Barrel: length; tightness of bore; height of the lands; distance of bullet to lands; temperature of barrel;
Bullet: bearing surface of bullet, alloy of bullet; shape of bullet;
Brass: new/used elasticity; manufacturer, volume;
Powder: new, aged, old, batch powder was from;
Weather: ambient air temp., barometric pressure, humidity; elevation above sea level
Other: I am sure I have not listed all

Now, mix and match them. Anyone care to calculate the number of possible combinations?

All load manuals have data well under the SAAMI pressure specs (lawyer driven data). Looking for pressure signs in rifle bottleneck cartridges is a good (not foolproof) indicator of safe loads. There are no reliably safe pressure signs for straight wall pistol cartridges.
__________________
I pledge allegiance to the Flag - - -, and to the Republic for which it stands….Our Forefathers were brilliant for giving us a Republic, not a democracy! Do you know the difference??? and WHY?http://www.wallbuilders.com/LIBissue...les.asp?id=111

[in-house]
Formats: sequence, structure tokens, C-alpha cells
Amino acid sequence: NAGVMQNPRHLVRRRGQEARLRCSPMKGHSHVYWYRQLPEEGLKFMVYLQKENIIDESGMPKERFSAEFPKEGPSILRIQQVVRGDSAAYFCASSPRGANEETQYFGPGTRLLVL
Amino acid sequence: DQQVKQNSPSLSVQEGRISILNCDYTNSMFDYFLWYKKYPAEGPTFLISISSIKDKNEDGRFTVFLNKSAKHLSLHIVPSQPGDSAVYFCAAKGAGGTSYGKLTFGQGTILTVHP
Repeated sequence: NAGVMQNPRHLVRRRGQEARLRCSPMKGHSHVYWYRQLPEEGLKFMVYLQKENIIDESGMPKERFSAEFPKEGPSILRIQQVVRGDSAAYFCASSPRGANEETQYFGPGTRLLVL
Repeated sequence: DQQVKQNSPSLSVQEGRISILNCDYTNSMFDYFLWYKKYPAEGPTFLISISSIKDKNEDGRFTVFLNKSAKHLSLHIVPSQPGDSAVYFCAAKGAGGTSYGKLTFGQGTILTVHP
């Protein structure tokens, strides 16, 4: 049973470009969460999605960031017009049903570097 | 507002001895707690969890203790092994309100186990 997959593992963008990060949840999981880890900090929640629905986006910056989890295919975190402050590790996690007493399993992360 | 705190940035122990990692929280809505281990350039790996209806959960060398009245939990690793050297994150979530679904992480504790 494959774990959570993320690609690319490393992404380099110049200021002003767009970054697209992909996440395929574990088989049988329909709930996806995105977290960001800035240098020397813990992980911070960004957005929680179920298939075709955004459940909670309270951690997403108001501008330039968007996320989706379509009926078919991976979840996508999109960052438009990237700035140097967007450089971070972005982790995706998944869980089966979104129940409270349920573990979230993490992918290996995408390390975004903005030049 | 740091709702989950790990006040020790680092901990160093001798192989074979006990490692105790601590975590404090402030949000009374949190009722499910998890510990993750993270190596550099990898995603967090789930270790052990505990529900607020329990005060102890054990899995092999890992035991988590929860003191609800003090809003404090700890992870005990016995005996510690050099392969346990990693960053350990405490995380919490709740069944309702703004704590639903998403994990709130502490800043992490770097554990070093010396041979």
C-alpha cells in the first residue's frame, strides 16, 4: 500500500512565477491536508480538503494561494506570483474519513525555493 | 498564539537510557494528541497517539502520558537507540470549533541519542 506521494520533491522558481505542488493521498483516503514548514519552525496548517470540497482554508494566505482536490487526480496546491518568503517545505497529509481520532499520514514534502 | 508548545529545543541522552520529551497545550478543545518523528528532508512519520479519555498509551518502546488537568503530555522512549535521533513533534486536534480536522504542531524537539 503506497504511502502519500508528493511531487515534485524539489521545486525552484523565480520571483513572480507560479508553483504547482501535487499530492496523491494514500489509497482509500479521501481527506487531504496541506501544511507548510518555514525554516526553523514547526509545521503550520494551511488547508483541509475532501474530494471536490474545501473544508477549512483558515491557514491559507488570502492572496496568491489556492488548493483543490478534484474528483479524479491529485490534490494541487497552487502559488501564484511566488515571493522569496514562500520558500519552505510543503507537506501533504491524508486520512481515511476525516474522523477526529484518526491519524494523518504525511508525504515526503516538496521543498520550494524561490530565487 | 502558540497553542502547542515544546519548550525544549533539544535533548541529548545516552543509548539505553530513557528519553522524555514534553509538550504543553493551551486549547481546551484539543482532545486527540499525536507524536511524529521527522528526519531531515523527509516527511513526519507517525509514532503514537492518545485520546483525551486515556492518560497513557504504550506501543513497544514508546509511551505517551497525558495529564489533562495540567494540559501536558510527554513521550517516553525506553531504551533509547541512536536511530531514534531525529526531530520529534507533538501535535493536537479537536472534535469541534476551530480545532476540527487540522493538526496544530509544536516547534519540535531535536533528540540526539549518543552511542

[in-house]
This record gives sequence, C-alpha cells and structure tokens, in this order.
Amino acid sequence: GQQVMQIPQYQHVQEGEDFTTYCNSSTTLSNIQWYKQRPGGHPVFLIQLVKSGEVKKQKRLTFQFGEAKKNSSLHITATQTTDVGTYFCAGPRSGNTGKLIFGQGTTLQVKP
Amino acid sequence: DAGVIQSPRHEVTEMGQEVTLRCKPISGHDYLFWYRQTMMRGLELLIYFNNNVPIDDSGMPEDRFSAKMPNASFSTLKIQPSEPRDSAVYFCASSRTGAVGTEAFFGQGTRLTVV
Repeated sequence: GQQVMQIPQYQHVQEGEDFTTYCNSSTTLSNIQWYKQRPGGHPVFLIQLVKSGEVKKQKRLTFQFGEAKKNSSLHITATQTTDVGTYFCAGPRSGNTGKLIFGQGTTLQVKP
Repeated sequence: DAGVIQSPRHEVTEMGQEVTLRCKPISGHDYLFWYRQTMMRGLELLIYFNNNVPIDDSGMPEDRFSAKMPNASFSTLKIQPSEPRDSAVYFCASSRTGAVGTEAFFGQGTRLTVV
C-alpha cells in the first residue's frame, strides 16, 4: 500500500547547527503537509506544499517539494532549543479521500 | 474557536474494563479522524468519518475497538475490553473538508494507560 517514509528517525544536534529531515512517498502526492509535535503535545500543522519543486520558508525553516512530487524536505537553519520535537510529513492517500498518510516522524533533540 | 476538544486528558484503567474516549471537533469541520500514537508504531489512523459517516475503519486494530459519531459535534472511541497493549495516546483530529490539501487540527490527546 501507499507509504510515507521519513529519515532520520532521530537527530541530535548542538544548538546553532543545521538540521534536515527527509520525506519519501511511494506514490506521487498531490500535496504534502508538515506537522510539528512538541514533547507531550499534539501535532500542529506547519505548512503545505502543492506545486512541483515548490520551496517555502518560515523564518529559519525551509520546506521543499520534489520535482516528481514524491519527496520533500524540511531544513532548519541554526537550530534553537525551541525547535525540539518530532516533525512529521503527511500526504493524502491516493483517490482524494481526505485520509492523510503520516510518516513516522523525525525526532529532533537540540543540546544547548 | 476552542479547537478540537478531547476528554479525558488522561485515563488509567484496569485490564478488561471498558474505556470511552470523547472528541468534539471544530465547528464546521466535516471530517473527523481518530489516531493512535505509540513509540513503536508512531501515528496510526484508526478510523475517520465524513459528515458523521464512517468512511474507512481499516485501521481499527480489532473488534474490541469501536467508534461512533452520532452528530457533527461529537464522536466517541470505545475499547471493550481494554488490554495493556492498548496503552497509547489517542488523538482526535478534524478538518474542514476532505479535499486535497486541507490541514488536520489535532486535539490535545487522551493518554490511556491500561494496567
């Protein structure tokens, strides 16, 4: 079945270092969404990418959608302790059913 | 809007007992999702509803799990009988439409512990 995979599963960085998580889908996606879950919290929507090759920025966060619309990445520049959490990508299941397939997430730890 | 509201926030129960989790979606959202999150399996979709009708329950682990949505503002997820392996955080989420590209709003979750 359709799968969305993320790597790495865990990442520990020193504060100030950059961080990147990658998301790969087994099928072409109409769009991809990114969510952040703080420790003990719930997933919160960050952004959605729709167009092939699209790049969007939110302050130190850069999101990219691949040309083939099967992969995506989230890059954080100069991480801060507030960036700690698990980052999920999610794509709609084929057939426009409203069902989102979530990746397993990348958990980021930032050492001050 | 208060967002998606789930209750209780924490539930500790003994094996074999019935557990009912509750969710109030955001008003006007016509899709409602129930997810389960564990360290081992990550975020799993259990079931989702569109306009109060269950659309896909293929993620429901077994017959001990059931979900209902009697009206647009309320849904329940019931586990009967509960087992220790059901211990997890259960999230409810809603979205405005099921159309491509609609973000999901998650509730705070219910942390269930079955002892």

Shoney is offline  
Old May 9, 2007, 02:38 PM   #8
Edward429451
Junior member
 
Join Date: November 12, 2000
Location: Colorado Springs, Colorado
Posts: 9,494
If you're loading lead bullets pay close attention to the size of the bullet they used in the manual also. I got max load velocity from a starting load powder charge once and in investigating the load carefully to figure out why I noticed that my bullet was .002 larger than what they had sized too.
Edward429451 is offline  
Old May 9, 2007, 02:49 PM   #9
TrimixDiver
Junior Member
 
Join Date: March 15, 2007
Location: Central Kentucky
Posts: 12